Our Macs process a lot of numbers, some whole numbers (integers), but a great many are now floating-point. Old computer systems, for example, used to refer to locations on the display using a pair of integers like (234, 567), which might refer to the pixel 234 units across the display and 567 down from the top (or up from the bottom, according to convention). These days, display coordinates are a pair of floating-point numbers like (0.234, 0.567) which can then be scaled automatically to a point on any physical display, whatever its resolution.

These pairs of numbers also form *vectors* – one-dimensional arrays of numbers. Short vectors are commonplace: when working in 3D graphics, coordinates come in a triple (x, y, z), and can be extended to include alpha or transparency bringing their length up to 4 as in (x, y, z, ɑ). Rather than performing calculations on each number individually in that vector of length 4, it’s usually far quicker to work with all four at once, using what’s termed *vector processing.*

With a little careful design, these short vectors can use special units in a core which perform the same instructions on each number in the vector in parallel, what’s known as *Single Instruction, Multiple Data (SIMD)* processing. Let’s consider a vector representing the three coordinates of a point in 3D, which needs to be transformed by multiplying each number by a factor and adding another value, to give the result. In ordinary code, that could be performed by iterating through the three numbers in turn, requiring a total of three multiplications and three additions for every coordinate.

What if you designed a vector processing unit which took all three numbers and did the same on each at the same time? Instead of iterating three times to scale and shift each coordinate, the core would then be able to perform those operations in parallel. That’s just what Intel, ARM and others have done.

Intel processors introduced in 2008, with the Sandy Bridge chipset, brought Advanced Vector Instructions, AVX, which does exactly that, and owe their origins to the Streaming SIMD Extensions (SSE) in the Pentium III back in 1999. They have since been enhanced in AVX2, from Haswell onwards, which in this case would allow them to perform multiply and add operations at the same time too, bringing further speed improvements and greater accuracy.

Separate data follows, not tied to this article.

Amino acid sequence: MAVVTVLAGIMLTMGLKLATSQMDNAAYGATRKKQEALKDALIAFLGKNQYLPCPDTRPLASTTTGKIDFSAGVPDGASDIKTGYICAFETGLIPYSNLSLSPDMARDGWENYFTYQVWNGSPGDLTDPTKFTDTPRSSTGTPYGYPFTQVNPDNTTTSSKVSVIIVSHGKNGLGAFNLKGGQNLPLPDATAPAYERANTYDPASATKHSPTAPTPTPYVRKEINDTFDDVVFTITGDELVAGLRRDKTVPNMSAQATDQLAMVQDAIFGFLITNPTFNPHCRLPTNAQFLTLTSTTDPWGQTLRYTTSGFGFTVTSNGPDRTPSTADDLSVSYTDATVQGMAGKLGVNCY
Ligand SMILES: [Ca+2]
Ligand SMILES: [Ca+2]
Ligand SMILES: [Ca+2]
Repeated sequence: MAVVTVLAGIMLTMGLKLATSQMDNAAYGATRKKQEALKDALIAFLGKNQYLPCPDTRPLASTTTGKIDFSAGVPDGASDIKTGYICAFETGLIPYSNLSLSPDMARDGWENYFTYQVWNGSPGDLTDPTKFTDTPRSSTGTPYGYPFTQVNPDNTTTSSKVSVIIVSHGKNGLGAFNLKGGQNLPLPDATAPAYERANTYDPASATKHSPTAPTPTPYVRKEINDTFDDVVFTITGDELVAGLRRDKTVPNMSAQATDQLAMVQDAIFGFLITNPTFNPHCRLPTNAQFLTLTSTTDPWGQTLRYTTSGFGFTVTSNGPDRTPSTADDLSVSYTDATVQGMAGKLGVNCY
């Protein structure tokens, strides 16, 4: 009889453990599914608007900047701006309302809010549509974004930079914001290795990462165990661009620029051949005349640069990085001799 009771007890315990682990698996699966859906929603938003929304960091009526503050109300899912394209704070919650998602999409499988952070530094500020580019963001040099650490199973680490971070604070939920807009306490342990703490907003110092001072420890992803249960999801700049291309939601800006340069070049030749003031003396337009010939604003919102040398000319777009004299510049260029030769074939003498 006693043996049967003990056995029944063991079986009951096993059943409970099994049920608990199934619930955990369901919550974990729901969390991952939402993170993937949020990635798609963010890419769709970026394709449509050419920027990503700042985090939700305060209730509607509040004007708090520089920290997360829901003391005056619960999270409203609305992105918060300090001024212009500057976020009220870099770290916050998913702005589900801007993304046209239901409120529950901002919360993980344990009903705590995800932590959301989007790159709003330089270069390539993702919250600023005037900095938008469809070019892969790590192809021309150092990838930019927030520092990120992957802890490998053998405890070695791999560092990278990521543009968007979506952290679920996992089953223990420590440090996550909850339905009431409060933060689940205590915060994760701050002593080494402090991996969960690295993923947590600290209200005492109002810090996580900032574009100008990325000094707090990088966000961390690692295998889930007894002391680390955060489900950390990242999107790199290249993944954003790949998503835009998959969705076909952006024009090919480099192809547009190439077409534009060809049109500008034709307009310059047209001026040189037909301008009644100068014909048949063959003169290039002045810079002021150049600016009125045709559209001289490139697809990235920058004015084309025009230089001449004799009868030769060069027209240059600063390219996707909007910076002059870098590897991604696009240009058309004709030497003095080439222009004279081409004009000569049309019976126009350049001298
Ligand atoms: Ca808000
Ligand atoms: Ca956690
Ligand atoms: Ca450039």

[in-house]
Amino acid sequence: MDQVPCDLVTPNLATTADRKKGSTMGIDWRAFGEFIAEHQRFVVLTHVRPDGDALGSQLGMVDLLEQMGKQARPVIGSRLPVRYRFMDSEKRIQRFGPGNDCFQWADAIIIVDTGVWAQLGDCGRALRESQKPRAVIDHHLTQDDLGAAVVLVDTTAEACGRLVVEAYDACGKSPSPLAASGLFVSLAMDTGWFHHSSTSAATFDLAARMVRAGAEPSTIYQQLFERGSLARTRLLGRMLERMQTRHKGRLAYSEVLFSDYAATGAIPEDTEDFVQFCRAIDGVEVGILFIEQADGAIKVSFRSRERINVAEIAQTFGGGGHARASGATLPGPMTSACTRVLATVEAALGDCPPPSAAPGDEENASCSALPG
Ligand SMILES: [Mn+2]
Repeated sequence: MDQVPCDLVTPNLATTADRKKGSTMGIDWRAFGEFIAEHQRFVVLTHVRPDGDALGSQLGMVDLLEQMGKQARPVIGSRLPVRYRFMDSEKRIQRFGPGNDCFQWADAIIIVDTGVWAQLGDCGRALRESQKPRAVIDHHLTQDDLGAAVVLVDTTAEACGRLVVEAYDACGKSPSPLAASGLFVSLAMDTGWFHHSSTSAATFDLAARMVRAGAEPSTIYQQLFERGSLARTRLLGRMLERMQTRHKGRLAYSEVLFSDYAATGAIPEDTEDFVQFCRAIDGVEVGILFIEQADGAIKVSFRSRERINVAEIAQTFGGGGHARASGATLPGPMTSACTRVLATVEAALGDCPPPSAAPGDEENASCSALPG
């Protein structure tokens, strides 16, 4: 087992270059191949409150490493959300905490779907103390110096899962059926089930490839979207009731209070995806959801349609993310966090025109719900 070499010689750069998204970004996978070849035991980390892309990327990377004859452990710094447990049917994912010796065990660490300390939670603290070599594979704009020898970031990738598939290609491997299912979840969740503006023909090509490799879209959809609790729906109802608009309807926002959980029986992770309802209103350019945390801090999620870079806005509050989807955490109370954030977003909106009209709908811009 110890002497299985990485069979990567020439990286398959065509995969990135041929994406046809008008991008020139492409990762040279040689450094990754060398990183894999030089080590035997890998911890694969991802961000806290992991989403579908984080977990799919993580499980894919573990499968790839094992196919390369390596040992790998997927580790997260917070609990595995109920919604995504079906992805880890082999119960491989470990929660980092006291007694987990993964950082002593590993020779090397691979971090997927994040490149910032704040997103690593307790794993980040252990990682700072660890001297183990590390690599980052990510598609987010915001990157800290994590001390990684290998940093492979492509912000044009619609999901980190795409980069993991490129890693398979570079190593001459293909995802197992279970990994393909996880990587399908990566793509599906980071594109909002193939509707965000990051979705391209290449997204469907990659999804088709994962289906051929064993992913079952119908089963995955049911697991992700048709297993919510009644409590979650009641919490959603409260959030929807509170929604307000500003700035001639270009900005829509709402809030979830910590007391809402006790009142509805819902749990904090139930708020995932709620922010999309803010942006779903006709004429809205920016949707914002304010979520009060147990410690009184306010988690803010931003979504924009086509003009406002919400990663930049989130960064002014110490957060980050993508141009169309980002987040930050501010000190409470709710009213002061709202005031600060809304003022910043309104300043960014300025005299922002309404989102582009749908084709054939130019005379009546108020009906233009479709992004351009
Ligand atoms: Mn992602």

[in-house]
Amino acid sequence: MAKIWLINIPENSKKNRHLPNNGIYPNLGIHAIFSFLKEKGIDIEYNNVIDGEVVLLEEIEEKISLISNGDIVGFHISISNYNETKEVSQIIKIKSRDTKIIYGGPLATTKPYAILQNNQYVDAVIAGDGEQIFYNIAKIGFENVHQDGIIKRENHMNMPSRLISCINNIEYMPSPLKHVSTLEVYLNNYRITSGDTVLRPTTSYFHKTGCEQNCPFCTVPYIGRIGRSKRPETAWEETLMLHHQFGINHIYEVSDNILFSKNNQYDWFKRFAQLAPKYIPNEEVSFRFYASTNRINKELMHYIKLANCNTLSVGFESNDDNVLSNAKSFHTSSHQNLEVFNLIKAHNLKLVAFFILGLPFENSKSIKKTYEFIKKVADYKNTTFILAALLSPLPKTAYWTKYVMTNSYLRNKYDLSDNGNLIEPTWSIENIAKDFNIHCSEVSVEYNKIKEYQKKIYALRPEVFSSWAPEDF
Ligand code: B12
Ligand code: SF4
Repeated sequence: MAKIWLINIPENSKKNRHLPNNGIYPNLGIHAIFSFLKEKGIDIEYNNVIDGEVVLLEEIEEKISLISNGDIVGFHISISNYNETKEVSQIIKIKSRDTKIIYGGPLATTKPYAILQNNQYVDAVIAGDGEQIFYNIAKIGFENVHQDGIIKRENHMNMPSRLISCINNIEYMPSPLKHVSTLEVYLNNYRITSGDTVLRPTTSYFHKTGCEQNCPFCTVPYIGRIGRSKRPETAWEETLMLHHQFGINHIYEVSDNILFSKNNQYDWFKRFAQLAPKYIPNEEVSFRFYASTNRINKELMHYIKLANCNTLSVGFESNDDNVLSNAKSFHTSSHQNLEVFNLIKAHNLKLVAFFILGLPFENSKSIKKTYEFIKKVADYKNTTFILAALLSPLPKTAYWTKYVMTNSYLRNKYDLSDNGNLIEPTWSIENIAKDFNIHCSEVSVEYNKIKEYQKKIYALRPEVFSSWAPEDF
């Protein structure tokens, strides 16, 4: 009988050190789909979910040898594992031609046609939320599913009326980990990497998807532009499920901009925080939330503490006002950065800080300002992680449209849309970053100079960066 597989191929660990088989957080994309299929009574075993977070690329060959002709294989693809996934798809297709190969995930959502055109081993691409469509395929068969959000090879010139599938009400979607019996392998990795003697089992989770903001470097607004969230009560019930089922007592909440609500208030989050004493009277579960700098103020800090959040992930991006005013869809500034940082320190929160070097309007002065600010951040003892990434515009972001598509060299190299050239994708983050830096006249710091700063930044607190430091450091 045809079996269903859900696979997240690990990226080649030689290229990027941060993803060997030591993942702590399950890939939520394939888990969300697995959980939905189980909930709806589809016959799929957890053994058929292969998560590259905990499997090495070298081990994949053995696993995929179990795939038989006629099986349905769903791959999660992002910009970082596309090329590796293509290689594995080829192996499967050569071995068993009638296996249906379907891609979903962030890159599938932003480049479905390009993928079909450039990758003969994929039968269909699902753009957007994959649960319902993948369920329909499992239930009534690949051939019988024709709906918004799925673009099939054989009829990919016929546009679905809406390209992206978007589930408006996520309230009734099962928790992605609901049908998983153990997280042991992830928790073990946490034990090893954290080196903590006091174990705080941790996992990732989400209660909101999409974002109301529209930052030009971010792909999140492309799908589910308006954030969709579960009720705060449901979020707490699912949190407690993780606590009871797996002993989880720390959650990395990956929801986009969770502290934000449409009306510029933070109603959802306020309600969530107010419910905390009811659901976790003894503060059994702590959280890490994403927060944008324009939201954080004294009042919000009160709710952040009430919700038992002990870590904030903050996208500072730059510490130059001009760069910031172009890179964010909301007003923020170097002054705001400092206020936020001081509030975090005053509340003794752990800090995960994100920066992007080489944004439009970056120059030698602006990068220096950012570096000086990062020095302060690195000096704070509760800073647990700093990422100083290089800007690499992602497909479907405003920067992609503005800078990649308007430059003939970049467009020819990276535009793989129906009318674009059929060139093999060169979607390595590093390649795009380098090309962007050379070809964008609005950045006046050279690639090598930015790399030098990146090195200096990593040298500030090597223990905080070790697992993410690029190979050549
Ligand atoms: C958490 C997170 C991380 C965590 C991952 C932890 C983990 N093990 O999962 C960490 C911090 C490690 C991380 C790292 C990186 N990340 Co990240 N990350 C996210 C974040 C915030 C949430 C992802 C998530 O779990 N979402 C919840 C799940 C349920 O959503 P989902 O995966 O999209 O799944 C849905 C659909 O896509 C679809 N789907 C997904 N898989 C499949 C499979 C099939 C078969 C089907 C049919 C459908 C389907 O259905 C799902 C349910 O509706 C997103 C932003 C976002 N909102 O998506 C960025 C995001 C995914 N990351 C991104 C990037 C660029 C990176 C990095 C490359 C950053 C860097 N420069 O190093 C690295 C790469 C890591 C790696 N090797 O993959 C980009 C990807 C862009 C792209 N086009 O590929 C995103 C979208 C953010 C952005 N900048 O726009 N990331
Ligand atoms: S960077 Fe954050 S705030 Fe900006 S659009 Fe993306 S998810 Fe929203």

ARM processors are just as sophisticated, in what’s termed NEON. The cores in M1 series chips each have their own units for performing floating-point and NEON SIMD operations. For example, code might load one 128-bit register with four 32-bit floating-point numbers, or integers, and then execute fused multiply and add instructions on them. What would have required four separate multiplications and four additions now takes just a single instruction, resulting in a substantial acceleration achieved by vector processing.

Normally, though, code written in a high-level language like Objective-C or Swift doesn’t make use of Intel or ARM vector processing at all. There are two good ways that it can: by calling special optimised code, perhaps written in assembly language, or using Apple’s Accelerate maths functions, which in turn call code which is optimised for the processor being used.

Also included in the M1 series chips is an undocumented set of matrix maths extensions, known unofficially as AMX2. Those cater for two-dimensional arrays of numbers, matrices, which can readily become too big to handle efficiently using NEON, and for longer vectors. Other processing units within the M1, including the Neural Engine and GPU, can also offer powerful support for specific types of mathematical calculations involving vectors and matrices. The only way that those can be accessed is through the Accelerate library, and in some cases in Metal calls.

Some third-party code implements its own vector and matrix processing. Because that’s limited, compared to that available in the Accelerate libraries, it can result in relatively poor performance when ported to ARM code. There are also problems in running some accelerated Intel code using Rosetta 2: because Intel vector processing extensions are so complex, AVX and later vector instructions can’t be translated into ARM code at all.

An app which makes good use of Accelerate should therefore show significant improvement in performance when run on an M1 series Mac. Others which rely on their own solutions may show no acceleration at all, and in some cases could actually run slower. Pick your benchmarks carefully.